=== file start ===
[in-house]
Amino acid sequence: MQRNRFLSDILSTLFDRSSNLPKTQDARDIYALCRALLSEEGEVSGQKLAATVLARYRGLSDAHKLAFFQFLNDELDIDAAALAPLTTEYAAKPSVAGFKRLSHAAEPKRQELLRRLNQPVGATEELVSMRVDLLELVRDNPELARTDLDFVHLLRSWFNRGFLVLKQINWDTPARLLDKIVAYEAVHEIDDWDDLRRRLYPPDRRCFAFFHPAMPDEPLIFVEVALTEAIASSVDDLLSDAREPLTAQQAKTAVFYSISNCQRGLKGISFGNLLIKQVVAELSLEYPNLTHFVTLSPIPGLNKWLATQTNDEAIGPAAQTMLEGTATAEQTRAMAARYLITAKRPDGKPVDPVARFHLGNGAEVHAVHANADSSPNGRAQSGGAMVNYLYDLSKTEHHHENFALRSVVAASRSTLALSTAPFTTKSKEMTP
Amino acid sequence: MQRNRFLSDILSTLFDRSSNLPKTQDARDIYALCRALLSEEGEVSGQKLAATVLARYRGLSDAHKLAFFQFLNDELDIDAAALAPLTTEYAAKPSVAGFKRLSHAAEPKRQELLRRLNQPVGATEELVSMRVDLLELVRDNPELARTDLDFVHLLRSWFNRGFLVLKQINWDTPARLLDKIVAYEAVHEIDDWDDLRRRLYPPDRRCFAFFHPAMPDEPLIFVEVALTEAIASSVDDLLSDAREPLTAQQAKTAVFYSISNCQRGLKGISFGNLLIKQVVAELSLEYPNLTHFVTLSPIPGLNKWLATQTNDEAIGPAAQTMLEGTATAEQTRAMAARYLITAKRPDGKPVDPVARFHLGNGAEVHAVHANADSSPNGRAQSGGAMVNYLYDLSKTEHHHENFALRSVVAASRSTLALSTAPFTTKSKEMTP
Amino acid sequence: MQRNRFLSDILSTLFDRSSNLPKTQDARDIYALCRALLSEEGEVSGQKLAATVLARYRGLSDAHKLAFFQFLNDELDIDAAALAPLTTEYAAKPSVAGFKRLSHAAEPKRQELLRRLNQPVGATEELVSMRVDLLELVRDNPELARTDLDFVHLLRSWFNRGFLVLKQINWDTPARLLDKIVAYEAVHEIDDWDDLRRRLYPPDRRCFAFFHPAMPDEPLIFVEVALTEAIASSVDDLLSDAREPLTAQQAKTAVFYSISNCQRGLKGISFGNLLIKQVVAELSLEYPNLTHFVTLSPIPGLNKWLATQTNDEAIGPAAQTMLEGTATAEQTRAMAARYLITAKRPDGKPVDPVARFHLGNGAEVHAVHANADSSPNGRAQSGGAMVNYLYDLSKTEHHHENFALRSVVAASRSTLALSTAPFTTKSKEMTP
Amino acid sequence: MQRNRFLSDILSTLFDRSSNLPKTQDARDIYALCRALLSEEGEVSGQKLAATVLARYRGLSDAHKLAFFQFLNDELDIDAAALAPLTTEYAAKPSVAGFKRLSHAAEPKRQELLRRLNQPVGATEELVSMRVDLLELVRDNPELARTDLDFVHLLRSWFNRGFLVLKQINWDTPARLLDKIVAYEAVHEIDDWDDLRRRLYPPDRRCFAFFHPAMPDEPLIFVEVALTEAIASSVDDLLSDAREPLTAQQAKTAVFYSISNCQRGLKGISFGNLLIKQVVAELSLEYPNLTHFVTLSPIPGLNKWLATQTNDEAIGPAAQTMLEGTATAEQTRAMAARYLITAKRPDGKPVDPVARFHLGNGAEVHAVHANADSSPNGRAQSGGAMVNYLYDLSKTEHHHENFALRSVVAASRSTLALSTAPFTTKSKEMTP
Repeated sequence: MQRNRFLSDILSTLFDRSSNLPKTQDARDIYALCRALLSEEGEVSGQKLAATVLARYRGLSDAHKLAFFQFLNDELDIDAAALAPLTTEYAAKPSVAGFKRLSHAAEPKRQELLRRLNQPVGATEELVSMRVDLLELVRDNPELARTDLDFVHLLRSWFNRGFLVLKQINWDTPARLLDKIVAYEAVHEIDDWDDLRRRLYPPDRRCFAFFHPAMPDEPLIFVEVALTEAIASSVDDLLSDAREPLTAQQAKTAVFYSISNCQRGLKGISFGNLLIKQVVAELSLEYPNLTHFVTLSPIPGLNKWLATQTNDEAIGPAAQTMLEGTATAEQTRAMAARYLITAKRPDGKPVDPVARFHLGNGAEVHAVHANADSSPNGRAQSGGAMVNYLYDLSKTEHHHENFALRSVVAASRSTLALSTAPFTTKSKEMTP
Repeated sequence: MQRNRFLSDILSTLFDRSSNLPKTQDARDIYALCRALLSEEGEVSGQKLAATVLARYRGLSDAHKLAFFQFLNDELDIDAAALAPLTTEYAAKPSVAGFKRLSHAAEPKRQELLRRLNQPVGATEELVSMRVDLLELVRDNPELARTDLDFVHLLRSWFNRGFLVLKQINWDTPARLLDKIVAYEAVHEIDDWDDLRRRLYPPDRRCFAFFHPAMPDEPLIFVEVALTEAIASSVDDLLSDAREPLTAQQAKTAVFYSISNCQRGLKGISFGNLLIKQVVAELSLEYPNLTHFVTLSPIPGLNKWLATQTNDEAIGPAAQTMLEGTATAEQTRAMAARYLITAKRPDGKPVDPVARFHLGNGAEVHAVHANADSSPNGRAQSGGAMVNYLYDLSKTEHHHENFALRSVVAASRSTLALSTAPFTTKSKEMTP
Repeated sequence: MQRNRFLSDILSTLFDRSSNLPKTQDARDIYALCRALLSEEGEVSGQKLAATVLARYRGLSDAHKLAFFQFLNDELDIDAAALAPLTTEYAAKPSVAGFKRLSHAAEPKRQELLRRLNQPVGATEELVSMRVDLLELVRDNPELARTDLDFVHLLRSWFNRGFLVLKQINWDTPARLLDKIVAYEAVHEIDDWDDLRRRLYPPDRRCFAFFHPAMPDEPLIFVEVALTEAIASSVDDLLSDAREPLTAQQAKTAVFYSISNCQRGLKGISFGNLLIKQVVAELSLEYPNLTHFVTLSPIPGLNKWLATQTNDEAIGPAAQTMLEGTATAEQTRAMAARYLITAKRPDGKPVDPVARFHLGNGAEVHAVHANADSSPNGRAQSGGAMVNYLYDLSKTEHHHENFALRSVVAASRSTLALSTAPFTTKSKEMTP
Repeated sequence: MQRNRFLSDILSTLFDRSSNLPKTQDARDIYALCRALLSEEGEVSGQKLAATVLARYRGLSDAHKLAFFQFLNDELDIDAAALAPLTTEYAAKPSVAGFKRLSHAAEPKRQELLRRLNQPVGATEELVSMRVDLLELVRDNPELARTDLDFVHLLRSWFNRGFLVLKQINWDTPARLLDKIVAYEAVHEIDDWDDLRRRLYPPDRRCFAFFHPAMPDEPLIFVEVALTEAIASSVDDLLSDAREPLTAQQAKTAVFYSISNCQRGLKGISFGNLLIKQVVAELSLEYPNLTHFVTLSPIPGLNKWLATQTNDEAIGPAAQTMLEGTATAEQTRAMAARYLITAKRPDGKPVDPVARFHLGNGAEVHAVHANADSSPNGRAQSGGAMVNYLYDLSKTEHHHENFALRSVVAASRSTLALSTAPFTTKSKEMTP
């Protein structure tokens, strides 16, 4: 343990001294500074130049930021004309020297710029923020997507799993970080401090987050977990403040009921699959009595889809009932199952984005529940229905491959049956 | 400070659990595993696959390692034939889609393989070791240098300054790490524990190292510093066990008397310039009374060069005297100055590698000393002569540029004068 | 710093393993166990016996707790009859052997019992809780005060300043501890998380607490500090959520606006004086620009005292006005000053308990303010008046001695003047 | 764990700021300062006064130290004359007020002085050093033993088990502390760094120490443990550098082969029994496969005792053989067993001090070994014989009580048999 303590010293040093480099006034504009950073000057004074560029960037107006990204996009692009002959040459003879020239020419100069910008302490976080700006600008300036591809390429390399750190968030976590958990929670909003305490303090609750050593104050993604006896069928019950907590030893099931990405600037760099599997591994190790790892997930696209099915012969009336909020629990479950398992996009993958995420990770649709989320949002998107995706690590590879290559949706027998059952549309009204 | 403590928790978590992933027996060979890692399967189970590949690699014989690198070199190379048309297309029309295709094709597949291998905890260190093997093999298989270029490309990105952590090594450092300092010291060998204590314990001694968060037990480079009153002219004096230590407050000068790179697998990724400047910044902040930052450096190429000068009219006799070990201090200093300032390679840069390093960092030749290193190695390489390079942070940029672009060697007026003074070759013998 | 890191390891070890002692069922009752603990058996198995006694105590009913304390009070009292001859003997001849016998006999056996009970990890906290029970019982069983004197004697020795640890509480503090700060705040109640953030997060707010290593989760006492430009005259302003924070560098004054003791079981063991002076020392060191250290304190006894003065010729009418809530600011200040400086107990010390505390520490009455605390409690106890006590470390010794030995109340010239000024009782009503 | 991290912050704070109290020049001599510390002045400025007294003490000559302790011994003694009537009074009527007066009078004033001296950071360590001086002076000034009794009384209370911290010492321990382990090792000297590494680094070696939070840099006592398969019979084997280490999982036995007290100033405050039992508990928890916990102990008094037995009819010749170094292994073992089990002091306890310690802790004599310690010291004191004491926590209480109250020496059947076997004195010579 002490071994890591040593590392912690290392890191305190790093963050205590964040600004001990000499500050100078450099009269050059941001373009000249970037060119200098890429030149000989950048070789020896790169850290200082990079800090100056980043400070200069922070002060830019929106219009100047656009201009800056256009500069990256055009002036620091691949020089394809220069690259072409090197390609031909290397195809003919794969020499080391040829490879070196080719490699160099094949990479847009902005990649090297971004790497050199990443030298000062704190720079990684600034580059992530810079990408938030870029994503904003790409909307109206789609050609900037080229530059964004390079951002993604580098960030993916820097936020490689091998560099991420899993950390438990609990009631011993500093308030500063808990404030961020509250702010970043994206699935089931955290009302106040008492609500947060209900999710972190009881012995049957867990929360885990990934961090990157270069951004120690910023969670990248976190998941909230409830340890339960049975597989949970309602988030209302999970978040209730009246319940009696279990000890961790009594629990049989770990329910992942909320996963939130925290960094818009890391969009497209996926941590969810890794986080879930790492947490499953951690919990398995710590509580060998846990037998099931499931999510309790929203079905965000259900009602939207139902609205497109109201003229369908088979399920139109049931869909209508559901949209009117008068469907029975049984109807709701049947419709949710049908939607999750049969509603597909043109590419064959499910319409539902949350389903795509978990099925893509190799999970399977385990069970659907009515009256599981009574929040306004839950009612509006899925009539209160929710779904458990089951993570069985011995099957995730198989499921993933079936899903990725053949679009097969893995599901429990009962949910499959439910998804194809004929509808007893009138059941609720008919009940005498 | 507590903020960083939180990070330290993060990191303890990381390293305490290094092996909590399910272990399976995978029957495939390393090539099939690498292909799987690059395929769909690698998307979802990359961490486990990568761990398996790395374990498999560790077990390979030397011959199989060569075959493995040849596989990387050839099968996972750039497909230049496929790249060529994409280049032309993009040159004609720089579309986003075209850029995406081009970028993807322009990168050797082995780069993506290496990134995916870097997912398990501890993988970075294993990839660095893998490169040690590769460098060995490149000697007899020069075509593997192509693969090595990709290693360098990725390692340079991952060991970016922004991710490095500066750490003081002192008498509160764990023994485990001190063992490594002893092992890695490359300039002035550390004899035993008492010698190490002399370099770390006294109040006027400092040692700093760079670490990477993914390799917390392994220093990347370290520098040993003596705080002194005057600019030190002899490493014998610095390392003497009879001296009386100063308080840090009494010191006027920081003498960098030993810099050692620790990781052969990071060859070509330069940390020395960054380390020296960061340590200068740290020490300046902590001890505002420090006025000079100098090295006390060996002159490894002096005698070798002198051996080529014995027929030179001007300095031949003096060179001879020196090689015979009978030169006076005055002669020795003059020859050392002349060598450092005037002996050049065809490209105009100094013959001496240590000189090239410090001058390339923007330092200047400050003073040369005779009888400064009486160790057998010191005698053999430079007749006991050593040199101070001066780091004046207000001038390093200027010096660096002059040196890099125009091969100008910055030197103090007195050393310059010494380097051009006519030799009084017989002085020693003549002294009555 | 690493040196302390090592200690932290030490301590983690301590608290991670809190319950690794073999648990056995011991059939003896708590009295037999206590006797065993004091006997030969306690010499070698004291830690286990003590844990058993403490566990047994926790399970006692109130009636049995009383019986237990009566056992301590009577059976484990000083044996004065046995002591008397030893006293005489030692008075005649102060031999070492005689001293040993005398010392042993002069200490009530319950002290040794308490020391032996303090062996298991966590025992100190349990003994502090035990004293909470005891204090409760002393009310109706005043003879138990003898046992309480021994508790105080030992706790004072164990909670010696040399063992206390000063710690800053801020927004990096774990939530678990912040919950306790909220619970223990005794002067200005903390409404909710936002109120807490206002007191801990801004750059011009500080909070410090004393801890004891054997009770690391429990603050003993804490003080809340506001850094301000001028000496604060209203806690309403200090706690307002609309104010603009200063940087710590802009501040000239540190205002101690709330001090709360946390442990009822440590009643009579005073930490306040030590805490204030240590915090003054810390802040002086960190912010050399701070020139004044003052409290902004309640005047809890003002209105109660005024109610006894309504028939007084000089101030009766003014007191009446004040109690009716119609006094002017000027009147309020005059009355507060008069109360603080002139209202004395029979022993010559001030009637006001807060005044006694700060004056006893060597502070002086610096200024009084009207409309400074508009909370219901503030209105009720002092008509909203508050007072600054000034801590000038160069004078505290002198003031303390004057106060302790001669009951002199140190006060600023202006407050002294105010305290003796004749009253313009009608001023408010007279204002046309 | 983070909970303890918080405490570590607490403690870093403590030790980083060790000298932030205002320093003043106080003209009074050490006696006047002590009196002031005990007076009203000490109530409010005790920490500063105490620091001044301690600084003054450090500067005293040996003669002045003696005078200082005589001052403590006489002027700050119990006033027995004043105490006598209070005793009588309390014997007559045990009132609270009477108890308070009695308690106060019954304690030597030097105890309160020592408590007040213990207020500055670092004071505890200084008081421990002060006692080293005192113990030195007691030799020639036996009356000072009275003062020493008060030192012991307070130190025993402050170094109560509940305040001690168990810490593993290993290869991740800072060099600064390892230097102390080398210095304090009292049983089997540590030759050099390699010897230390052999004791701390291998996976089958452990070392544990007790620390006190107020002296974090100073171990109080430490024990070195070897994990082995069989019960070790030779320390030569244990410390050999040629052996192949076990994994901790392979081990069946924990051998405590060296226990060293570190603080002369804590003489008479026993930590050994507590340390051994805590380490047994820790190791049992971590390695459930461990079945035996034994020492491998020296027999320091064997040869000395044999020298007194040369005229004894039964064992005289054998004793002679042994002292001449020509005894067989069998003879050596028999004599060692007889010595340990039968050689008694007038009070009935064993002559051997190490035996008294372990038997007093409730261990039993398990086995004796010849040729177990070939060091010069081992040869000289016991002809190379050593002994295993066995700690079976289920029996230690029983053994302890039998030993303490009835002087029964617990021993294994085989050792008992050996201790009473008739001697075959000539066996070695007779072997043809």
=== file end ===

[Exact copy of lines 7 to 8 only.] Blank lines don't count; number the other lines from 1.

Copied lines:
Repeated sequence: MQRNRFLSDILSTLFDRSSNLPKTQDARDIYALCRALLSEEGEVSGQKLAATVLARYRGLSDAHKLAFFQFLNDELDIDAAALAPLTTEYAAKPSVAGFKRLSHAAEPKRQELLRRLNQPVGATEELVSMRVDLLELVRDNPELARTDLDFVHLLRSWFNRGFLVLKQINWDTPARLLDKIVAYEAVHEIDDWDDLRRRLYPPDRRCFAFFHPAMPDEPLIFVEVALTEAIASSVDDLLSDAREPLTAQQAKTAVFYSISNCQRGLKGISFGNLLIKQVVAELSLEYPNLTHFVTLSPIPGLNKWLATQTNDEAIGPAAQTMLEGTATAEQTRAMAARYLITAKRPDGKPVDPVARFHLGNGAEVHAVHANADSSPNGRAQSGGAMVNYLYDLSKTEHHHENFALRSVVAASRSTLALSTAPFTTKSKEMTP
Repeated sequence: MQRNRFLSDILSTLFDRSSNLPKTQDARDIYALCRALLSEEGEVSGQKLAATVLARYRGLSDAHKLAFFQFLNDELDIDAAALAPLTTEYAAKPSVAGFKRLSHAAEPKRQELLRRLNQPVGATEELVSMRVDLLELVRDNPELARTDLDFVHLLRSWFNRGFLVLKQINWDTPARLLDKIVAYEAVHEIDDWDDLRRRLYPPDRRCFAFFHPAMPDEPLIFVEVALTEAIASSVDDLLSDAREPLTAQQAKTAVFYSISNCQRGLKGISFGNLLIKQVVAELSLEYPNLTHFVTLSPIPGLNKWLATQTNDEAIGPAAQTMLEGTATAEQTRAMAARYLITAKRPDGKPVDPVARFHLGNGAEVHAVHANADSSPNGRAQSGGAMVNYLYDLSKTEHHHENFALRSVVAASRSTLALSTAPFTTKSKEMTP